• Publications
  • Influence
Neurocognitive enhancement: what can we do and what should we do?
Our growing ability to alter brain function can be used to enhance the mental processes of normal individuals as well as to treat mental dysfunction in people who are ill. The prospect ofExpand
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Simulation‐Based Medical Education: An Ethical Imperative
Medical training must at some point use live patients to hone the skills of health professionals. But there is also an obligation to provide optimal treatment and to ensure patients' safety andExpand
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Patient safety and simulation-based medical education.
Continuous quality improvement is an accepted mandate in healthcare services. The delivery of the best, evidence based quality of care ultimately depends on the competences of practitioners as wellExpand
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Treatment, enhancement, and the ethics of neurotherapeutics
  • P. R. Wolpe
  • Psychology, Medicine
  • Brain and Cognition
  • 1 December 2002
Emerging neurotechnologies, including psychopharmaceuticals, brain stimulation, implantable brain chips, transcranial magnetic stimulation, and brain imaging raise a number of ethical questions. OneExpand
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The dynamics of heresy in a profession.
  • P. R. Wolpe
  • Sociology, Medicine
  • Social science & medicine
  • 1 November 1994
It has been suggested that the term 'heresy' be rehabilitated to describe challenges to ideology in a profession. However, the term has been used in a variety of ways, impairing its descriptiveExpand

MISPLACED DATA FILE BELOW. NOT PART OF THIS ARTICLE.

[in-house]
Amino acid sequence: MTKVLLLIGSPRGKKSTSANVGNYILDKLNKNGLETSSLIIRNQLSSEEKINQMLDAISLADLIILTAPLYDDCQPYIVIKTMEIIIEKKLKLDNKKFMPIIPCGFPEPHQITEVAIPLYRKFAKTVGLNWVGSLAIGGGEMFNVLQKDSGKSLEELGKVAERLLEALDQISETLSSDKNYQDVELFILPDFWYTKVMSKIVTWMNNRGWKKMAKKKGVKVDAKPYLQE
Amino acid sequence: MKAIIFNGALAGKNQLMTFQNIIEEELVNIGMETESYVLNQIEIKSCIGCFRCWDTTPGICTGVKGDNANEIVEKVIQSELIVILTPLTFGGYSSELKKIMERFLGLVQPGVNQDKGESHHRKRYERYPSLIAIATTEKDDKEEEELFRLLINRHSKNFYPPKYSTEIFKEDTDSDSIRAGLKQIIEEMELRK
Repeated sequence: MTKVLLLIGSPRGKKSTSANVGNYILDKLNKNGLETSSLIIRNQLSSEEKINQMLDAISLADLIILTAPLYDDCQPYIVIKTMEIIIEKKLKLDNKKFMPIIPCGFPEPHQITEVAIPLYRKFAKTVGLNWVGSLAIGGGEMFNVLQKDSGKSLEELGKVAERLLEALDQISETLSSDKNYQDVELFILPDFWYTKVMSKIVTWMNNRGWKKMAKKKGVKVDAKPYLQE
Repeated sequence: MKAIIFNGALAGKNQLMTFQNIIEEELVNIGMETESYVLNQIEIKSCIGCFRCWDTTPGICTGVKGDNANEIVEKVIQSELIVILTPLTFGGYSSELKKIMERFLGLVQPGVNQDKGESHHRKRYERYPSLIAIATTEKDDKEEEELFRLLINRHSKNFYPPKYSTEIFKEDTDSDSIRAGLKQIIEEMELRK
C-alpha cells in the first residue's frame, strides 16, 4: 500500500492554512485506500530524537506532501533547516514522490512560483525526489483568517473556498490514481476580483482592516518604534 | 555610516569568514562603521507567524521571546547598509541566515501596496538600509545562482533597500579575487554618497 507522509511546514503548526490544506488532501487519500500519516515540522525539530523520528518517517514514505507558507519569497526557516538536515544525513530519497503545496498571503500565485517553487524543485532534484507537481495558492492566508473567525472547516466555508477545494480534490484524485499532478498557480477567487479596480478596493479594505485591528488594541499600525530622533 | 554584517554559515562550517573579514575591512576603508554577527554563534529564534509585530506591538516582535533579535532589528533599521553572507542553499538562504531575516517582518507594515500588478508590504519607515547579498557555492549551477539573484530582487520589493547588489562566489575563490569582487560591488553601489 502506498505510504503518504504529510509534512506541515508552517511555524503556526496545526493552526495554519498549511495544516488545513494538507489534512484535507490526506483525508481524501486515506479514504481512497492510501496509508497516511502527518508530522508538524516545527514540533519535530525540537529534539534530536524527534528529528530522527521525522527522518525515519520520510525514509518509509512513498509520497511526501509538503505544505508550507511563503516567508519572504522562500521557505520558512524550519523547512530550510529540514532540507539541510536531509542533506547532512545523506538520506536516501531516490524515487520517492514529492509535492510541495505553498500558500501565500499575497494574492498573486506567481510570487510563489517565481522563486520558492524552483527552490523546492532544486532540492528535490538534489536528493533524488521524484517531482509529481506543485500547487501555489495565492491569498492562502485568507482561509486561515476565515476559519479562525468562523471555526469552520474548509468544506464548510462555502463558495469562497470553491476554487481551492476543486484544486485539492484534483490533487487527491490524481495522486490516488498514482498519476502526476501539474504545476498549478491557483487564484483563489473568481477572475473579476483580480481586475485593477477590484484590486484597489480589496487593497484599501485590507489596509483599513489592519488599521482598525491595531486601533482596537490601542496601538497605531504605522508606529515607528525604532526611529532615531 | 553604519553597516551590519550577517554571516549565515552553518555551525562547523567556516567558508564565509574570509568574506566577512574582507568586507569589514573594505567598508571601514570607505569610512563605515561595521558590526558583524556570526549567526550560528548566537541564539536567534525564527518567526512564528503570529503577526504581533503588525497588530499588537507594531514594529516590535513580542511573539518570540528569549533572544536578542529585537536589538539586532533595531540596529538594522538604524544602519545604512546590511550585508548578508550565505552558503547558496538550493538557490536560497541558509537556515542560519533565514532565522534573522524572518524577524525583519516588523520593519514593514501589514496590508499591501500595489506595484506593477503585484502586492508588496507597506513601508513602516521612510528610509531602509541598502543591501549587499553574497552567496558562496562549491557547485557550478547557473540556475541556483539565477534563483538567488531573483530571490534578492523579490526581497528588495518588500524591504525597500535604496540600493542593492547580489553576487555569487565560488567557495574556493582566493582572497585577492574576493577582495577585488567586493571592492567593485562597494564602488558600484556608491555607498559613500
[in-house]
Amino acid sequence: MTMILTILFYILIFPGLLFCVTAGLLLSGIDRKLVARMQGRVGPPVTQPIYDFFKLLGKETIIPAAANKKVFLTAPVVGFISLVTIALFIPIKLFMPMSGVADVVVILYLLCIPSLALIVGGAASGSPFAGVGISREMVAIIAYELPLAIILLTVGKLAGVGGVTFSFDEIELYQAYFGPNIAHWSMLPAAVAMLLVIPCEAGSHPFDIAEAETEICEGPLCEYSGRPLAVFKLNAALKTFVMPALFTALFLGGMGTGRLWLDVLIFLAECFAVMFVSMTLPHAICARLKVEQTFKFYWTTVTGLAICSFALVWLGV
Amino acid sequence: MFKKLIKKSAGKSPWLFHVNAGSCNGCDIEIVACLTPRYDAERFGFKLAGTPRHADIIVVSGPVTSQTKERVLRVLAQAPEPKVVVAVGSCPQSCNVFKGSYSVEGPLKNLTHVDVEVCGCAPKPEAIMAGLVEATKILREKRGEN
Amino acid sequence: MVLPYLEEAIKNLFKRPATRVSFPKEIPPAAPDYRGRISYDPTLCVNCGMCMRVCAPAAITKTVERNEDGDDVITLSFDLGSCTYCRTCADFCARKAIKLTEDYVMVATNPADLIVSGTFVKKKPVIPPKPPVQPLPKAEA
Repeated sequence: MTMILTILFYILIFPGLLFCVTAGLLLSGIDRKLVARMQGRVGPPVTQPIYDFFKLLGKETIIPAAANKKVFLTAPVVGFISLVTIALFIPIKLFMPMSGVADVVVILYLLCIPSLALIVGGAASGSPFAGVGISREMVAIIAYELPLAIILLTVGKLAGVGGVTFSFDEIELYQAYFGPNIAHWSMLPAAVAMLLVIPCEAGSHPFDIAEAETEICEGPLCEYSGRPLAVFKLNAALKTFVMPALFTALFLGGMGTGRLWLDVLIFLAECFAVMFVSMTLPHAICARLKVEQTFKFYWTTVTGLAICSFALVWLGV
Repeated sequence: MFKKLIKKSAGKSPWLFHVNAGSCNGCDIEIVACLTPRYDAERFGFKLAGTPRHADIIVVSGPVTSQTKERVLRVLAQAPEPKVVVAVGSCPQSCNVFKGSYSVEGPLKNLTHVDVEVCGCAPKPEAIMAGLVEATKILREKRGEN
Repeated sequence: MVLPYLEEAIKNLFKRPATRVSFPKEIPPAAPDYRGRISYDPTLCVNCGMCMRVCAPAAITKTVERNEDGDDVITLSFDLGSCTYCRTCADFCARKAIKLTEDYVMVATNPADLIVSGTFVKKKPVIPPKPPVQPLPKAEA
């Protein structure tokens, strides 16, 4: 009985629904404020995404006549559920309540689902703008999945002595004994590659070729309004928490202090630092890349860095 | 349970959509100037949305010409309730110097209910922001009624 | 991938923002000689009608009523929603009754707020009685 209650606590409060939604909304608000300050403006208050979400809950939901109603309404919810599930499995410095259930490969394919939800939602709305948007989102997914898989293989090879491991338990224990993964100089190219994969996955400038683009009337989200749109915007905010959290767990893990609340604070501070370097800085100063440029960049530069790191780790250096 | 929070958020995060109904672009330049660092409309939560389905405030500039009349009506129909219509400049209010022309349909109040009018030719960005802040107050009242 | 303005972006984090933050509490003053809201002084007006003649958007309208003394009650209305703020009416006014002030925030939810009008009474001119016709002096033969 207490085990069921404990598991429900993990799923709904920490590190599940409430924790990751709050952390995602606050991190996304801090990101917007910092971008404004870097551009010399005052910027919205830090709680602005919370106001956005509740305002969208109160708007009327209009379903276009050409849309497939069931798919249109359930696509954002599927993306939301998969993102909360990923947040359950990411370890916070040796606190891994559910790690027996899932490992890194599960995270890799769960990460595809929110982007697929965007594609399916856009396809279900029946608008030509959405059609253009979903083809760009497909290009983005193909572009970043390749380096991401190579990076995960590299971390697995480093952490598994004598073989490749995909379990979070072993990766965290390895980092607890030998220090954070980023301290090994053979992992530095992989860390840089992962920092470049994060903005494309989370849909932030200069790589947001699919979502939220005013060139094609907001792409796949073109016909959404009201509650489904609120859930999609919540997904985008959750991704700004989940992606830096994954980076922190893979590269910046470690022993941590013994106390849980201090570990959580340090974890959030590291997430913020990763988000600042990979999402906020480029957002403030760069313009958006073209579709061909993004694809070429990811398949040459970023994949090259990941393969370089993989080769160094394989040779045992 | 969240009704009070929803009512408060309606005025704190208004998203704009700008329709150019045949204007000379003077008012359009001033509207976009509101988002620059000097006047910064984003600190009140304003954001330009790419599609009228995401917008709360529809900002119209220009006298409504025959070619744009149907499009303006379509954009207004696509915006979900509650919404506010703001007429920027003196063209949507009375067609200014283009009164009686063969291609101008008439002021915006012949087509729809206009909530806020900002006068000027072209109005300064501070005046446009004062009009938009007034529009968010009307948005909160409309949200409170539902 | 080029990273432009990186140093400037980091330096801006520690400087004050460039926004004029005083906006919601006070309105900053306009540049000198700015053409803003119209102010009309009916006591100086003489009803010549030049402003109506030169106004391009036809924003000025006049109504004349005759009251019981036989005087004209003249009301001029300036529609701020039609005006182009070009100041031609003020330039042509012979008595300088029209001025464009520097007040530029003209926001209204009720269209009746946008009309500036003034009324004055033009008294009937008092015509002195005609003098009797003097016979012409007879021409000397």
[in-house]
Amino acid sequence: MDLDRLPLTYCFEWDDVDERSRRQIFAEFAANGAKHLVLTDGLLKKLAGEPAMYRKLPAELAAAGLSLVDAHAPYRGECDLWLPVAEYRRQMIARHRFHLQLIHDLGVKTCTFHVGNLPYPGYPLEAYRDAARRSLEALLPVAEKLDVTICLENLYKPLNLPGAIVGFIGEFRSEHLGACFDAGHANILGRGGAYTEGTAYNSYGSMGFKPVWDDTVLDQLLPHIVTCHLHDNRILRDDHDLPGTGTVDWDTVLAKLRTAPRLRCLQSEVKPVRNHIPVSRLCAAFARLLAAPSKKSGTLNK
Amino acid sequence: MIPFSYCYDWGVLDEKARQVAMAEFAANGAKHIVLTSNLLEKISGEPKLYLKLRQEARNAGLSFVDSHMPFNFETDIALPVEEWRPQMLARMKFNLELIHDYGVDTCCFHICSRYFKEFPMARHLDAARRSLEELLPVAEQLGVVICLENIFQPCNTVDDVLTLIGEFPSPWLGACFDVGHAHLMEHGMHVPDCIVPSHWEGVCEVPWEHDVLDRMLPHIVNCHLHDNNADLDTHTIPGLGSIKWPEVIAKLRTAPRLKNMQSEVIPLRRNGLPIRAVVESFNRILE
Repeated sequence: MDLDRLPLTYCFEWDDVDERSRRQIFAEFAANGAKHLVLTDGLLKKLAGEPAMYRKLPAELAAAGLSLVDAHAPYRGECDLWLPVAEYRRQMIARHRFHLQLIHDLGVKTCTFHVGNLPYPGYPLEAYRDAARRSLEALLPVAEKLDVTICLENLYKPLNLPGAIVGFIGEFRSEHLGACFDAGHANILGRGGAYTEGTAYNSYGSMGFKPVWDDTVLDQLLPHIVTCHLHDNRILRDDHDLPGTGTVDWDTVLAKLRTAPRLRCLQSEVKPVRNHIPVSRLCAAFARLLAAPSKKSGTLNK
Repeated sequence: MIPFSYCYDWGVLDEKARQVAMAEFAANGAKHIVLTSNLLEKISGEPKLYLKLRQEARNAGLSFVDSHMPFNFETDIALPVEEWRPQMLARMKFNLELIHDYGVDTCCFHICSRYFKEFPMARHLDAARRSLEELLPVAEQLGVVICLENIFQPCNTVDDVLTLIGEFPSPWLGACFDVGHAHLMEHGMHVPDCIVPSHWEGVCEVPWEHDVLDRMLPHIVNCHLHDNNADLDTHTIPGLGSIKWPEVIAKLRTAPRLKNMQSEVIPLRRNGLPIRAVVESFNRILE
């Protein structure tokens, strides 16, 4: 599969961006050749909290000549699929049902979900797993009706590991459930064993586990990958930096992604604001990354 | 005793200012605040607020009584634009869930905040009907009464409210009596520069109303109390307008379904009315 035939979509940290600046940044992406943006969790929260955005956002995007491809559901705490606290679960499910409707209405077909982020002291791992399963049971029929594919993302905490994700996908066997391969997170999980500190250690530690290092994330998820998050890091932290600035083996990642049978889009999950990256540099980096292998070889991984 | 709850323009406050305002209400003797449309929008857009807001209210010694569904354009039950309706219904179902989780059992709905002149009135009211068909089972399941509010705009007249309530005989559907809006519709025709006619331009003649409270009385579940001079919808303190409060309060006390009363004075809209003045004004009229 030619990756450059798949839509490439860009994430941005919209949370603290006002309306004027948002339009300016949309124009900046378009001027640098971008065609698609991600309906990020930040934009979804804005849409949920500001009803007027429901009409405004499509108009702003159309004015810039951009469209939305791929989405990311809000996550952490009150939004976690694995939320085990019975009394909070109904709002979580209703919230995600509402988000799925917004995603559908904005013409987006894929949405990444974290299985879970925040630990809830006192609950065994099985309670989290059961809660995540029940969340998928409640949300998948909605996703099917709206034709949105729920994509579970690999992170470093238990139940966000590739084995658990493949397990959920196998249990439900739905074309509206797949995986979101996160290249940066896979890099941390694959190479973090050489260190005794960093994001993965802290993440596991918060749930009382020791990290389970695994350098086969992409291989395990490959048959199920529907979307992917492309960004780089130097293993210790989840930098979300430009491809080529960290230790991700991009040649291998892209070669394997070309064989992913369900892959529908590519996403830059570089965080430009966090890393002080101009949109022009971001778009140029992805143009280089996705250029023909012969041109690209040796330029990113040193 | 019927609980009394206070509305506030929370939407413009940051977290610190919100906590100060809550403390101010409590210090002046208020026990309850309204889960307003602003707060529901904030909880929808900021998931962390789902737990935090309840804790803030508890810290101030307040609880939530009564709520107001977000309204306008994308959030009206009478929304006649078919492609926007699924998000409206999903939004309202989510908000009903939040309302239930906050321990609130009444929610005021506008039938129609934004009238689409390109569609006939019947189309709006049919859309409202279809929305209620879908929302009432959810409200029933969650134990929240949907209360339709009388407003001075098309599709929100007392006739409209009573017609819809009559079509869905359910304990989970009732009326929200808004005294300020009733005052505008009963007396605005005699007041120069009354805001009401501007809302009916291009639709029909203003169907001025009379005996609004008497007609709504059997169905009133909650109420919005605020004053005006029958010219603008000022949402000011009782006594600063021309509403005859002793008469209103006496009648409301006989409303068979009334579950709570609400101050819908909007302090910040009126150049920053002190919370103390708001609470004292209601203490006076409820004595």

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What is in a cause? Exploring the relationship between genetic cause and felt stigma
Purpose: Concern over stigma as a consequence of genetic testing has grown in response to the recent increase in genetic research and testing resulting from the Human Genome Project. However, whetherExpand
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Emerging Neurotechnologies for Lie-Detection: Promises and Perils
Detection of deception and confirmation of truth telling with conventional polygraphy raised a host of technical and ethical issues. Recently, newer methods of recording electromagnetic signals fromExpand
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Religiosity in a hemodialysis population and its relationship to satisfaction with medical care, satisfaction with life, and adherence.
BACKGROUND The religious beliefs and spirituality of patients on hemodialysis (HD) therapy have not been studied extensively. Studies of the dialysis population seem to indicate that religion may beExpand
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The holistic heresy: strategies of ideological challenge in the medical profession.
  • P. R. Wolpe
  • Sociology, Medicine
  • Social science & medicine
  • 1990
Heresy is a neglected term in sociology. Yet insofar as science and the professions demand a conformity to basic concepts of ideology and practice, certain types of dissent may best be described asExpand
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The Maintenance of Professional Authority: Acupuncture and the American Physician
This paper examines the response of the medical profession to a situation in which its cultural authority was potentially challenged: the sudden, large-scale importation of acupuncture into theExpand
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